15 Sep 2014
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            While holding partisan opinions is part of our right of franchise, we must remember George Washington’s warning that it has the potential for destroying our national unity,  making us vulnerable to our enemies beyond our borders.  As we proceed into the 2014 election cycle, reflecting on partisanship and its role in American government would appear appropriate.

            Let’s start with the assumption that the vast majority of Americans want a nation of healthy, prosperous, educated people, who are self reliant, law abiding and community oriented.  The American political process then is the continuing back and forth debate between different approaches to bring this about.   If we acknowledge  the right to freely hold and express opinions, then we must also accept that there will be a great diversity of thought about how to achieve these goals.

            Throughout American history, these opinions have tended to coalesce around two political schools of thought, which have been formally institutionalized in the Democratic and Republican parties.  The Republican perspective has historically emphasized the importance of industrial and commercial expansion to promote prosperity, coupled with an emphasis on maintaining a national security policy based on military strength .  The Democratic perspective has tended to emphasize the role of government as the equalizer in distributing  economic benefits, coupled with the importance of negotiation and effective foreign policy as the means for achieving peace and security.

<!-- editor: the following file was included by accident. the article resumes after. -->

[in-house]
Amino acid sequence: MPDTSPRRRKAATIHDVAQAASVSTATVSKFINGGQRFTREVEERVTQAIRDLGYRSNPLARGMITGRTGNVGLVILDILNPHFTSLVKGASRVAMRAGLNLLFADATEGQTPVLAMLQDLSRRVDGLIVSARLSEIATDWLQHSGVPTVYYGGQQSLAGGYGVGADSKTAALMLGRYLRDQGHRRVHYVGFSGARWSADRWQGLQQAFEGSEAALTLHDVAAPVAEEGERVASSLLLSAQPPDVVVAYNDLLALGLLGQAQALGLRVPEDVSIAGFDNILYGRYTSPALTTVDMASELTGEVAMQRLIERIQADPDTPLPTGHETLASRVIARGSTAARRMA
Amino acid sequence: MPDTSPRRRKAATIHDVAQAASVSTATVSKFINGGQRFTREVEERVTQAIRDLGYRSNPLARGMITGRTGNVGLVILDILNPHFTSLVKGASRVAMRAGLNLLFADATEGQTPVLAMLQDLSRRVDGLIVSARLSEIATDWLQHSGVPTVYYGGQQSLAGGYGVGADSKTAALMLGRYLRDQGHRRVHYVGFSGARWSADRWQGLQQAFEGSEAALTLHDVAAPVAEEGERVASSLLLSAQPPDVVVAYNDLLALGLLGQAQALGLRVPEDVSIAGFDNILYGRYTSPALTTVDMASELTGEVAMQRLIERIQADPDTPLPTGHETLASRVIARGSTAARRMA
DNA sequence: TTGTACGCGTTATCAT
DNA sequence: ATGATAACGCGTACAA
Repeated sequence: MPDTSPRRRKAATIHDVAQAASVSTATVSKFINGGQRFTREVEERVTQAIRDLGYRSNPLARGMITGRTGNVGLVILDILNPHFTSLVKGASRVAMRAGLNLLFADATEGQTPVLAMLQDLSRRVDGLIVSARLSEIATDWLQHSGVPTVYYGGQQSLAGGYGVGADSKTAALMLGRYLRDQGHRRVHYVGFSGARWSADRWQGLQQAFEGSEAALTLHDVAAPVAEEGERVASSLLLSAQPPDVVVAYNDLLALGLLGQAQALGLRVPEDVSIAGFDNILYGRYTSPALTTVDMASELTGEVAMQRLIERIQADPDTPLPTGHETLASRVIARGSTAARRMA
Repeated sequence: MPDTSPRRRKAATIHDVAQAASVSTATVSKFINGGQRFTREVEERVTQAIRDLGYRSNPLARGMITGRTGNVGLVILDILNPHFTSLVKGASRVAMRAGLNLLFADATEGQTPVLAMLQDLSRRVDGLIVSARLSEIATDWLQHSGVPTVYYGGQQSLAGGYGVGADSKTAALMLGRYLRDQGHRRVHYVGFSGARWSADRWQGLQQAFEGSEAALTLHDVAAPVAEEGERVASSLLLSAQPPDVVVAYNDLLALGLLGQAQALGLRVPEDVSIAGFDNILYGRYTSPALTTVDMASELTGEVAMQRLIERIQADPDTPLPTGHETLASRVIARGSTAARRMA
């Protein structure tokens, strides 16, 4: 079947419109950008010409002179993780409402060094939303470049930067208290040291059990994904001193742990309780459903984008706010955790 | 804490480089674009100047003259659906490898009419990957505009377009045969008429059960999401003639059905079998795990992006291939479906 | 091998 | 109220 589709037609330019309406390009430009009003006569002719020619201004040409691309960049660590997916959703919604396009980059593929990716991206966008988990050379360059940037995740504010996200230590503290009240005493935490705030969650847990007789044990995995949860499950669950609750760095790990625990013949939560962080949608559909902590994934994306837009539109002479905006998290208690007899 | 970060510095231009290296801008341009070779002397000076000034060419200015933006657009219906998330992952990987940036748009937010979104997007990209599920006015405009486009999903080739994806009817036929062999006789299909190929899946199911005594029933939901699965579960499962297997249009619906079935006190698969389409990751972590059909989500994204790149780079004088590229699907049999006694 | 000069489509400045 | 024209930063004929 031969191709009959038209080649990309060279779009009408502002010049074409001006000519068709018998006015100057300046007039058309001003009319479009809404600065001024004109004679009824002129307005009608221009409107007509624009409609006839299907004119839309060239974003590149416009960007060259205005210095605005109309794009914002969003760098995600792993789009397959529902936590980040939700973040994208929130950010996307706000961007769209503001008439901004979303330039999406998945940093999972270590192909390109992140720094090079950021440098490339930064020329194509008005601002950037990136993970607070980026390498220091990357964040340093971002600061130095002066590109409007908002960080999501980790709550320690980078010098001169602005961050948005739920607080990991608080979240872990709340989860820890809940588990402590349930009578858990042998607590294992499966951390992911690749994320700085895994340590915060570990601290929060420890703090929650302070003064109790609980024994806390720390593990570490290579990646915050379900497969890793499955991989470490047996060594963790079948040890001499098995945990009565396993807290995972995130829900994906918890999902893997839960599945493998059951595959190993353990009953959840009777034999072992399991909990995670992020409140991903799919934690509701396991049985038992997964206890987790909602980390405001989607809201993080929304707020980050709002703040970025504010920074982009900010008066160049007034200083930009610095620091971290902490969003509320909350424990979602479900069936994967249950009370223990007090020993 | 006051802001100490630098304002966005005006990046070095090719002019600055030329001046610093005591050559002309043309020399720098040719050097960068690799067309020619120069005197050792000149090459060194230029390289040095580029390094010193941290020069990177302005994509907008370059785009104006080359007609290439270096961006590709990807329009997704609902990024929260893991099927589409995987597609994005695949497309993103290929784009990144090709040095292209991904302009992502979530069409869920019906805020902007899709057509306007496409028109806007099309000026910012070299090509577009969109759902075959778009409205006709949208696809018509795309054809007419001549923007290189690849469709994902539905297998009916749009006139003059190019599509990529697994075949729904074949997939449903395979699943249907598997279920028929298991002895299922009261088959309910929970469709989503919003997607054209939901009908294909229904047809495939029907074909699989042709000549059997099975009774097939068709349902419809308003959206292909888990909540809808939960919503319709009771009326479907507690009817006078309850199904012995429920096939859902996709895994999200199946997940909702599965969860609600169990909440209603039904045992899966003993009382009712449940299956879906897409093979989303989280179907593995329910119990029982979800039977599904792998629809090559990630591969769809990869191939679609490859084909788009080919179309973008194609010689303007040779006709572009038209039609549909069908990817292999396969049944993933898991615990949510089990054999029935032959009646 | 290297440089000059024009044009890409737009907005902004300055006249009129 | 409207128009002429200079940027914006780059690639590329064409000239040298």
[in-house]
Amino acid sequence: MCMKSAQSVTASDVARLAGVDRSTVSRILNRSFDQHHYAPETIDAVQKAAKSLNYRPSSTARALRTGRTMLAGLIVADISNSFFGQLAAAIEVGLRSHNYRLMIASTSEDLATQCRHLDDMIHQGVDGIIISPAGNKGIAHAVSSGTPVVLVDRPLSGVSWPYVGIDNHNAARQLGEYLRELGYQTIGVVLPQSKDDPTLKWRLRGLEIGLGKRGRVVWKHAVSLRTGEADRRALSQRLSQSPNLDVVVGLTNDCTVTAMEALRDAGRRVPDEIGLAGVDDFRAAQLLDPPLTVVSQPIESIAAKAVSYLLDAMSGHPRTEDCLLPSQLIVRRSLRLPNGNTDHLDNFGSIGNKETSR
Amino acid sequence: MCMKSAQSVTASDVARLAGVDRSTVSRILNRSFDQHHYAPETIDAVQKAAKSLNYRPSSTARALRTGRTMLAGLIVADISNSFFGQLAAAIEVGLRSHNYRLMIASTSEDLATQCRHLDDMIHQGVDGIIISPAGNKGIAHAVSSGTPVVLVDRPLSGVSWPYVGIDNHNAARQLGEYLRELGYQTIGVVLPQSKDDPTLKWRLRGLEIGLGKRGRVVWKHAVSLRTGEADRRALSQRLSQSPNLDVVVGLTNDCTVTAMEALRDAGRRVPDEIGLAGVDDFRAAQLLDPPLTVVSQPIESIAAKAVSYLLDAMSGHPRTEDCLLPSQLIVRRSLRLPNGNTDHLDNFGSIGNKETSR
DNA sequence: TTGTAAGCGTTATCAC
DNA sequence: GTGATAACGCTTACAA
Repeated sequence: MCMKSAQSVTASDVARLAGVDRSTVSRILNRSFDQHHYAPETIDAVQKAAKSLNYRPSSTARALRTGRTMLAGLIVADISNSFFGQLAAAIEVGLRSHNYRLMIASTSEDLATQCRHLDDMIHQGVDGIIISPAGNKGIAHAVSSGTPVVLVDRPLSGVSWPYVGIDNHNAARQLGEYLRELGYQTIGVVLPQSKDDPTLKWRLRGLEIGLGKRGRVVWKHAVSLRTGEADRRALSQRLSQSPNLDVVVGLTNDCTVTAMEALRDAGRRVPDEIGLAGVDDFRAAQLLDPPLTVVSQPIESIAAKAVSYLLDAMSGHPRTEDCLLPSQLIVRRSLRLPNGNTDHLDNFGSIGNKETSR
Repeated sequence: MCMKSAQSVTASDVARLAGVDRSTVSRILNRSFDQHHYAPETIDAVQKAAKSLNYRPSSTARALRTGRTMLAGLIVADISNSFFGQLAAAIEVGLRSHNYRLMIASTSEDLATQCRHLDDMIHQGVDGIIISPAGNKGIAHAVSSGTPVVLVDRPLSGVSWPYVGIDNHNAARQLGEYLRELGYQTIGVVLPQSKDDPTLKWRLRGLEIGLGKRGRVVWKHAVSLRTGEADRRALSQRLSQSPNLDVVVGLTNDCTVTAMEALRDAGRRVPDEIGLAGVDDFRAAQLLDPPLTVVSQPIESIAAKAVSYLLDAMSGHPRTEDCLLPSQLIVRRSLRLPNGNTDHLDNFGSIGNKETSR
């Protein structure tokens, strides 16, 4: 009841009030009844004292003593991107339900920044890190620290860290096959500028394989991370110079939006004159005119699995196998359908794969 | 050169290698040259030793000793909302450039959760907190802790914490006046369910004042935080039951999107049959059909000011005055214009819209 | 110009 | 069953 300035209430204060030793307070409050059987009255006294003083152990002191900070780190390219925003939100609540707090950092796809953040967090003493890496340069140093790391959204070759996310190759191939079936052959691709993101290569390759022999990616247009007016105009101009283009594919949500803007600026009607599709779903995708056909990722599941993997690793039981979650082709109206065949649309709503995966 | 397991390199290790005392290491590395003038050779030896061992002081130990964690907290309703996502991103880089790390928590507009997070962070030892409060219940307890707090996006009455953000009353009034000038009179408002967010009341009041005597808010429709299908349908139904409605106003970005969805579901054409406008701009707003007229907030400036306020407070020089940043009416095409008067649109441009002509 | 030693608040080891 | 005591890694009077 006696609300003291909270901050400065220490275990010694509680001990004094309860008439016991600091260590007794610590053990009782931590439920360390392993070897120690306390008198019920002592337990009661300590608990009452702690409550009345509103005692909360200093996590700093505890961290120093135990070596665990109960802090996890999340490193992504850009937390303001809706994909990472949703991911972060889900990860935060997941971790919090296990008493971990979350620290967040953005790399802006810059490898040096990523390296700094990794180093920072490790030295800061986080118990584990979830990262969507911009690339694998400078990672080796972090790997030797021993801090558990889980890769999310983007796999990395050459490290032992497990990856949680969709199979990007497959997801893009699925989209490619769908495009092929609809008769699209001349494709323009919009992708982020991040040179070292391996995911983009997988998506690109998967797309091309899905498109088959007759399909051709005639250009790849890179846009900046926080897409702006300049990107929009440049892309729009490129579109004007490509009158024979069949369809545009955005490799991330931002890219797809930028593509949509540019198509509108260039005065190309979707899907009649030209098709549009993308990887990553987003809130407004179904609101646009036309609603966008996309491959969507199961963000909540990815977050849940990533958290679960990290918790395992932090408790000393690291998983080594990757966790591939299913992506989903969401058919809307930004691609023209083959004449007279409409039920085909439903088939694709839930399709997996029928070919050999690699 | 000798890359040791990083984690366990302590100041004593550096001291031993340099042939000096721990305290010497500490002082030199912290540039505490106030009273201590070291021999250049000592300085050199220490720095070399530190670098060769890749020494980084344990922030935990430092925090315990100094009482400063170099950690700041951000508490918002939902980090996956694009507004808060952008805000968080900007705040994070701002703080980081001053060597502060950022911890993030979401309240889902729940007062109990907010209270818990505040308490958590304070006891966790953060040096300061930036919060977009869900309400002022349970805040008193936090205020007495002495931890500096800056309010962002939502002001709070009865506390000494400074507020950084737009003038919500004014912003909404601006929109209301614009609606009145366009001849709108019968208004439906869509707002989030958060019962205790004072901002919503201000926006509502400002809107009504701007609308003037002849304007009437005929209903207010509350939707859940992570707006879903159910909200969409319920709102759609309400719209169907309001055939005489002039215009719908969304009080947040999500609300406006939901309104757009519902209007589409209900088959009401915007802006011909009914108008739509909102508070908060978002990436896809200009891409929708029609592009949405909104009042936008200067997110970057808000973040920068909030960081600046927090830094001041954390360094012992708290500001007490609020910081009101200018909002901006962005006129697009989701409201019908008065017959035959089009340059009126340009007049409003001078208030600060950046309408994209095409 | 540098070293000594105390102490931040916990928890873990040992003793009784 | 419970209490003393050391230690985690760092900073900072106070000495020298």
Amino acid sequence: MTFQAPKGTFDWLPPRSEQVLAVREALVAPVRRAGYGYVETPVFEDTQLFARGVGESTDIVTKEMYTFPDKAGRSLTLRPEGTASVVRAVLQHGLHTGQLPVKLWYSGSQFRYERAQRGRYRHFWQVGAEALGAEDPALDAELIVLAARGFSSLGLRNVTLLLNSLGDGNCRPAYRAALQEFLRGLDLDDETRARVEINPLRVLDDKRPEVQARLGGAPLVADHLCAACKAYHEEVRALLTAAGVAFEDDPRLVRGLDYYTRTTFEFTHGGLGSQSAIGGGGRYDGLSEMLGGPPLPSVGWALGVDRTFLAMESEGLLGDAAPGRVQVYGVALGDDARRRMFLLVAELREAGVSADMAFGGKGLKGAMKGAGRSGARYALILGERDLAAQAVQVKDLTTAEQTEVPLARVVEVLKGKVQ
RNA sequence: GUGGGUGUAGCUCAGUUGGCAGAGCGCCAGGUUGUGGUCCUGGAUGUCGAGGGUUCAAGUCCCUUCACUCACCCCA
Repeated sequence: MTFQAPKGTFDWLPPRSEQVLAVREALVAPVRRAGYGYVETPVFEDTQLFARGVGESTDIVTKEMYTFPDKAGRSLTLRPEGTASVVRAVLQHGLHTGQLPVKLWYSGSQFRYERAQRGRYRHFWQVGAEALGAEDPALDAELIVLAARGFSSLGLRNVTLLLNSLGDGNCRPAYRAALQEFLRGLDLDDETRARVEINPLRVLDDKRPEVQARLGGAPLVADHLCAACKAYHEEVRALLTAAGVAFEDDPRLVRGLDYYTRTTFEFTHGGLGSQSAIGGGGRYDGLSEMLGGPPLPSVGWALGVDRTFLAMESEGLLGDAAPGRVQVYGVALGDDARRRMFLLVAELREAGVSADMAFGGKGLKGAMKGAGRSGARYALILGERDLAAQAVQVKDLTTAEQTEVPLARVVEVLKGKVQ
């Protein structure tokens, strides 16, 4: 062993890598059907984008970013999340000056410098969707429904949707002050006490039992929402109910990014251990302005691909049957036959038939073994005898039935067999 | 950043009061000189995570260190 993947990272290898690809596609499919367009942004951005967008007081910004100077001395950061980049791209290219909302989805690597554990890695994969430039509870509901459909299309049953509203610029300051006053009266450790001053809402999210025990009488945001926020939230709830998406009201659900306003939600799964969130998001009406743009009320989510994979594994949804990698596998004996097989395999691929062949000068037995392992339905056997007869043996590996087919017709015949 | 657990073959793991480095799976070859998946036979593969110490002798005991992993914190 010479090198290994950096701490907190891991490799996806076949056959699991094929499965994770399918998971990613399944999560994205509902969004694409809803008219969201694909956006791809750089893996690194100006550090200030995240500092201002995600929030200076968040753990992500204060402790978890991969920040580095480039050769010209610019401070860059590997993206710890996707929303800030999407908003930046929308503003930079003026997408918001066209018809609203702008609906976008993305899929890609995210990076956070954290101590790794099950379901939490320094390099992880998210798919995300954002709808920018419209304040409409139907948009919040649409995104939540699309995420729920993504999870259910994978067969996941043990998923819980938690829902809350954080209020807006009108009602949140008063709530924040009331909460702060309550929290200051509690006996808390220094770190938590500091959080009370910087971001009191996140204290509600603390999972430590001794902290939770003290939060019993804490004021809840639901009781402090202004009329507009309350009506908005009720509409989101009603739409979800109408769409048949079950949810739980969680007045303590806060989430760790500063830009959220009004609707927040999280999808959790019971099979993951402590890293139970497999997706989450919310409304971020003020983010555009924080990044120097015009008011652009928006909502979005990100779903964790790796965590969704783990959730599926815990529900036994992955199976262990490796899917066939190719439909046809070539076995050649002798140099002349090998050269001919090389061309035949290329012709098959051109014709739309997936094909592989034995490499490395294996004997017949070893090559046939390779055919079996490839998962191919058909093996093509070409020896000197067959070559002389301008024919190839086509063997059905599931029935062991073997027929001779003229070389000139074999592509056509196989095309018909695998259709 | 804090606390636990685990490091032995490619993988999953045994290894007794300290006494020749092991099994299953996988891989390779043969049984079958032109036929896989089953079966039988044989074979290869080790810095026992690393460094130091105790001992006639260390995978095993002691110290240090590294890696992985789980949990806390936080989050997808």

The thing to remember is that both parties only represent a perspective, which can easily be oversimplified.  Good statesmanship will recognize areas of mutual interest and will demand the best elements of both perspectives in the formulation of policy.   Partisan affiliation should never be used as a license to claim that these perspectives are mutually exclusive.  Such a suggestion is the  very definition of extremism.

            As we approach 2014, let us welcome a vigorous and spirited debate of the issues but let’s keep reason, not emotion in the forefront.  Bad public policy hurts us all.  Taking the time to evaluate the merits of all perspectives in its development is an investment worth making.



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